Nearly 50 percent of transgender people travel outside of their state of residence to get gender-affirming genital surgeries, according to a new study from Oregon Health and Science University (OHSU). The percentage could increase as more states put bans against gender-affirming healthcare for trans people in place, the study’s authors say.
The study, published Wednesday in JAMA Surgery, looked at 771 transgender patients who had a vaginoplasty or phalloplasty between 2007 and 2019. It found that 49 percent left their state of residence to get the procedure. People who lived in southern states were more likely to have to leave their home states in order to receive the surgery.
That’s because there’s a lack of surgeons who provide such care in the South. A 2020 studyfound that just 11 doctors in the South could provide such surgeries, and four of the doctors resided in Florida.
The number of such doctors could decrease as more Southern states ban gender-affirming care for trans youth. Genital surgeries aren’t typically performed on young trans people, but some doctors could choose to locate their practices outside of states with such bans in place because the bans increase doctors’ legal and financial liabilities if they treat young patients.
Of additional concern, the OHSU study found trans people who left their states to get surgery ended up paying up to 50 percent more in out-of-pocket medical expenses than those who were able to obtain surgeries in their home states. This included costs for post-surgical visits and foll0w-up care.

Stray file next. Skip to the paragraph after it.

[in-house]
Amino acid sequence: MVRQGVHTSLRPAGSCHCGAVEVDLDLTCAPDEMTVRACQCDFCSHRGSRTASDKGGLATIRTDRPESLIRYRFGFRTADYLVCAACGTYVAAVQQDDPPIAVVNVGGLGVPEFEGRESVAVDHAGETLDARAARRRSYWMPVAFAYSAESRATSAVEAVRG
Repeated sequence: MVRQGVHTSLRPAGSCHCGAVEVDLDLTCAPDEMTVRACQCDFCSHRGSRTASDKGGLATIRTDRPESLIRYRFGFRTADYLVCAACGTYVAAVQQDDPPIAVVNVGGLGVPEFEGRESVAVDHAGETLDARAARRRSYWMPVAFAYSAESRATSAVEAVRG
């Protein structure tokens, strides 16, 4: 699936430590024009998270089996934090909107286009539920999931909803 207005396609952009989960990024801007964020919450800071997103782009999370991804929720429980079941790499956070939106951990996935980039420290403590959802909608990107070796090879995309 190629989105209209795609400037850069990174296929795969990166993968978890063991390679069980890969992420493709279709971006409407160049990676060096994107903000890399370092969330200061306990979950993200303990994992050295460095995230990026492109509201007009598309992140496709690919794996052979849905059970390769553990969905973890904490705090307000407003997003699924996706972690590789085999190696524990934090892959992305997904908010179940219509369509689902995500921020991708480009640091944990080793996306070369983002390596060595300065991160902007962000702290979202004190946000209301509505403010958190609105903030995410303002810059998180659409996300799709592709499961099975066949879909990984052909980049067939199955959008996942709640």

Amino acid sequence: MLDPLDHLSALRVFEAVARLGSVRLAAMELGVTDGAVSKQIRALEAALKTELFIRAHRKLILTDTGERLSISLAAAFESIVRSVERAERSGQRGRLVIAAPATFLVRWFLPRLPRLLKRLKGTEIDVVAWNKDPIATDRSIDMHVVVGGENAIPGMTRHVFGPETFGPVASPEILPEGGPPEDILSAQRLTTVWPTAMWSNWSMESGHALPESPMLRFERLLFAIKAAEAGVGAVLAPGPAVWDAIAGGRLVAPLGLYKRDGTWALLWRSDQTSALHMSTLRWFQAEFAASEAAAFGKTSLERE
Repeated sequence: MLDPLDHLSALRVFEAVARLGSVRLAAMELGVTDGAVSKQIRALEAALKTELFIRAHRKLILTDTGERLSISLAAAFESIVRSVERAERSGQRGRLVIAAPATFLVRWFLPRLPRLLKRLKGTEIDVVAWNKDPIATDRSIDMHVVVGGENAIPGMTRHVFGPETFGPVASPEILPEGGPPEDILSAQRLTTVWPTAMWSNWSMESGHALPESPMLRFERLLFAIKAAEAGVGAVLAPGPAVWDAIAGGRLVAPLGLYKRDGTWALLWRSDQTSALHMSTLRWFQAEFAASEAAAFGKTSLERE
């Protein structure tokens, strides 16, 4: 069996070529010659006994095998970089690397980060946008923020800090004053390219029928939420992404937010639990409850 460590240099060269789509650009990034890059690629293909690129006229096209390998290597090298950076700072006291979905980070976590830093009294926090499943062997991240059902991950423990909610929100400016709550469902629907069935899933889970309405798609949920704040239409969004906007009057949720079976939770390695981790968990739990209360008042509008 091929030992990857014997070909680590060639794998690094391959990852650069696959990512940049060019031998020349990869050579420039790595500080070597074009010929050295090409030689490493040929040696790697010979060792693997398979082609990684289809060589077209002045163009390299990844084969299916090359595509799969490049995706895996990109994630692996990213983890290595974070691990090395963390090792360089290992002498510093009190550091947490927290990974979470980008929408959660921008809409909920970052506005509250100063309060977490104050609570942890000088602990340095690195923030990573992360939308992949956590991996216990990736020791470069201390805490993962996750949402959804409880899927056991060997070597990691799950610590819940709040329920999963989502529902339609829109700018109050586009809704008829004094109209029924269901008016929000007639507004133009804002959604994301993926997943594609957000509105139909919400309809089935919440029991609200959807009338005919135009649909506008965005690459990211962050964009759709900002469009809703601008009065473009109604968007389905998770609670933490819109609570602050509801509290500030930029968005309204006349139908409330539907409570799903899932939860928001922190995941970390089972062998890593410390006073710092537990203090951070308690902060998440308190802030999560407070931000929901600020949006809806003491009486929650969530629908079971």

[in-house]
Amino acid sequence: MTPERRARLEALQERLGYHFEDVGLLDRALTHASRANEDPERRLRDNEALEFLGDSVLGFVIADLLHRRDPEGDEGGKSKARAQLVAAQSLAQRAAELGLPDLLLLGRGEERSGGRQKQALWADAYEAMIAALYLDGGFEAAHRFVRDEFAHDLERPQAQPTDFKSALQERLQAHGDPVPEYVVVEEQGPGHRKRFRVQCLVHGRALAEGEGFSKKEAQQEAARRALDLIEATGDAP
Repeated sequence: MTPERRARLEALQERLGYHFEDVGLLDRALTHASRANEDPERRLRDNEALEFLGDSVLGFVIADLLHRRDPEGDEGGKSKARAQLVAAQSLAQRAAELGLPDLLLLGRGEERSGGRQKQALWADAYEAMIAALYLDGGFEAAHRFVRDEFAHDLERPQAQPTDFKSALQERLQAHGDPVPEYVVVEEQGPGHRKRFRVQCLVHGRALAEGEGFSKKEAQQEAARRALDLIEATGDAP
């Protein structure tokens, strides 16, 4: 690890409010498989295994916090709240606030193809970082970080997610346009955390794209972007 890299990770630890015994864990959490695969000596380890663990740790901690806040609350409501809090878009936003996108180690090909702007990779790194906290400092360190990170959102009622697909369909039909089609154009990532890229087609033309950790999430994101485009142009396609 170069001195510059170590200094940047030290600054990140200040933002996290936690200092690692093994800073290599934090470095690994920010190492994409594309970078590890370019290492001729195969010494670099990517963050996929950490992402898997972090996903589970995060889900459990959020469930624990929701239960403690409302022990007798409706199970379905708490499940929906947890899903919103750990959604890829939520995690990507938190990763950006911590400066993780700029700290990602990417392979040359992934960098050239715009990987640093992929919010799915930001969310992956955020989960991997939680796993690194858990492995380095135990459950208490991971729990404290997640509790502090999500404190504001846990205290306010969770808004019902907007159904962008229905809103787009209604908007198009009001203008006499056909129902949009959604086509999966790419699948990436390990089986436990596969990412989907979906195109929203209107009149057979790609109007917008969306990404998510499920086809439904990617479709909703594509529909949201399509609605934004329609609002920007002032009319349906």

Only one of the 771 patients included in the study had their surgery paid for by their commercial health insurance provider, The Hill noted. This suggests that the life-saving surgical procedures may not be affordable for many trans people. Trans people living in transphobic states will face even greater financial and time costs just to receive gender-affirming care.
“We already knew that traveling for health care requires patients to take time off work and pay for travel and lodging on their own, and that it can make receiving follow-up care from qualified providers who are familiar with each patient’s unique needs challenging,” Jae Downing, the study’s lead author, said in a press release.
“This study helps quantify how severely we need more gender-affirming surgeons,” Geolani Dy, an assistant professor of urology and plastic and reconstructive surgery at OHSU School of Medicine, added.